Increase productivity from 9 to 5
Monitoring the workload, while an essential step, is not always enough to avoid overtime. Project with tight schedules and unmovable deadlines have very little wiggle room when something goes wrong. A sick employee or a technical issue can quickly result in the team having to put in extra hours. To minimize the overtime, you can implement a couple of rules to help people focus on their 9-5 work.
First off, you want to make sure that your team knows what their upcoming assignments are. Obvious as it sounds, it’s not always the case. Team members who don’t know their tasks (or don’t fully understand their scope) are likely to lose a lot of precious time before kicking off work.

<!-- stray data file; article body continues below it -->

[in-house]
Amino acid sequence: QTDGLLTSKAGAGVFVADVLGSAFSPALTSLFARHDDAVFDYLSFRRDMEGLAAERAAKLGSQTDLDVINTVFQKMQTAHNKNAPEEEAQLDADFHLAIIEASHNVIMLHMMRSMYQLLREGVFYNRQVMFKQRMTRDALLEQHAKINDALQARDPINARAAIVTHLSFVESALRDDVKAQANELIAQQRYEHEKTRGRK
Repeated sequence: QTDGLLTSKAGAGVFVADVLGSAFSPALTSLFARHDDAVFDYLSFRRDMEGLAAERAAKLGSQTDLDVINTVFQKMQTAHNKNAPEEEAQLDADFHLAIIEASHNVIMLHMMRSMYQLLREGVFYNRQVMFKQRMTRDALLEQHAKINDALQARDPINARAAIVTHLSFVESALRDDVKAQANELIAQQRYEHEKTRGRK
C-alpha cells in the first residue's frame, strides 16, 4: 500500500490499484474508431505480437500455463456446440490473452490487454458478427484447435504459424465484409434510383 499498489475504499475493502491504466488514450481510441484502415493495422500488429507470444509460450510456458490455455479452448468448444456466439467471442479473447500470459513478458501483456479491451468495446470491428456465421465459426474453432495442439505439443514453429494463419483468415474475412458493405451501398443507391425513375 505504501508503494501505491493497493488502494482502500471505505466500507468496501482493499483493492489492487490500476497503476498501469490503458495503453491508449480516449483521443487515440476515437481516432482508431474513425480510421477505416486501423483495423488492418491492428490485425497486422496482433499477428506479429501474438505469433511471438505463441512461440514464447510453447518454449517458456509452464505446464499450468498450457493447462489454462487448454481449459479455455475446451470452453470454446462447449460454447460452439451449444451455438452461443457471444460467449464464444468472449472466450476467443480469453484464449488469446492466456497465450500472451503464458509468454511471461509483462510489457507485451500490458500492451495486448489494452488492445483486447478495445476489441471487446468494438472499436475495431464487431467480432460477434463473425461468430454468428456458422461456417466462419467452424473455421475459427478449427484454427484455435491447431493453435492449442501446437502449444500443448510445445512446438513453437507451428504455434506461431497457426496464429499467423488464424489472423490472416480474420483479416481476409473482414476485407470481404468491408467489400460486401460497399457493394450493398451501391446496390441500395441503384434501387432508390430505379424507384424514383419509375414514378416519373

The next step would be to cut any meetings that aren’t absolutely essential. If you’re following an agile approach to project management, you can schedule scrum meetings. They are designed to cover the essential points without wasting time and resources.
Another way to increase efficiency is to facilitate communication between team members. There are a lot of collaboration tools on the market: ranging from chat apps (e.g. Slack) to project management software (e.g. JIRA). Once your tools are chosen, try to integrate them with each other to create smooth workflows. One example would be to install JIRA notifications on Slack: this way team members can see the updates in real time and react accordingly.
Manage overtime throughout the project